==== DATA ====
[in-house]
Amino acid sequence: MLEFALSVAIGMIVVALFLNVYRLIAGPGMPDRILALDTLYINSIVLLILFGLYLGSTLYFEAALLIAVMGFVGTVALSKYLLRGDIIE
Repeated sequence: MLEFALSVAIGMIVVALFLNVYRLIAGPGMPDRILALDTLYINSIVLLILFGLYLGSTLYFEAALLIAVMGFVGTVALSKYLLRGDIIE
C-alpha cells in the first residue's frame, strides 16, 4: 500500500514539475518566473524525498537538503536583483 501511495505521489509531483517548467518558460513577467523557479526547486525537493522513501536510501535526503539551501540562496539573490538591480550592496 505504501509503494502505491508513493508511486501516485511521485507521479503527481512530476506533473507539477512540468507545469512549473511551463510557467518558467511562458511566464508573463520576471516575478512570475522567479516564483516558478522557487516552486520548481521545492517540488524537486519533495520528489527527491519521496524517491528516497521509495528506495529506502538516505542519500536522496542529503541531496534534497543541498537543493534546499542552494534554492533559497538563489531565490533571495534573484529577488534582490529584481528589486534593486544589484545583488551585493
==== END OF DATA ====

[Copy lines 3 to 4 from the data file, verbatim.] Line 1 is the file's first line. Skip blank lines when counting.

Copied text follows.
Repeated sequence: MLEFALSVAIGMIVVALFLNVYRLIAGPGMPDRILALDTLYINSIVLLILFGLYLGSTLYFEAALLIAVMGFVGTVALSKYLLRGDIIE
C-alpha cells in the first residue's frame, strides 16, 4: 500500500514539475518566473524525498537538503536583483 501511495505521489509531483517548467518558460513577467523557479526547486525537493522513501536510501535526503539551501540562496539573490538591480550592496 505504501509503494502505491508513493508511486501516485511521485507521479503527481512530476506533473507539477512540468507545469512549473511551463510557467518558467511562458511566464508573463520576471516575478512570475522567479516564483516558478522557487516552486520548481521545492517540488524537486519533495520528489527527491519521496524517491528516497521509495528506495529506502538516505542519500536522496542529503541531496534534497543541498537543493534546499542552494534554492533559497538563489531565490533571495534573484529577488534582490529584481528589486534593486544589484545583488551585493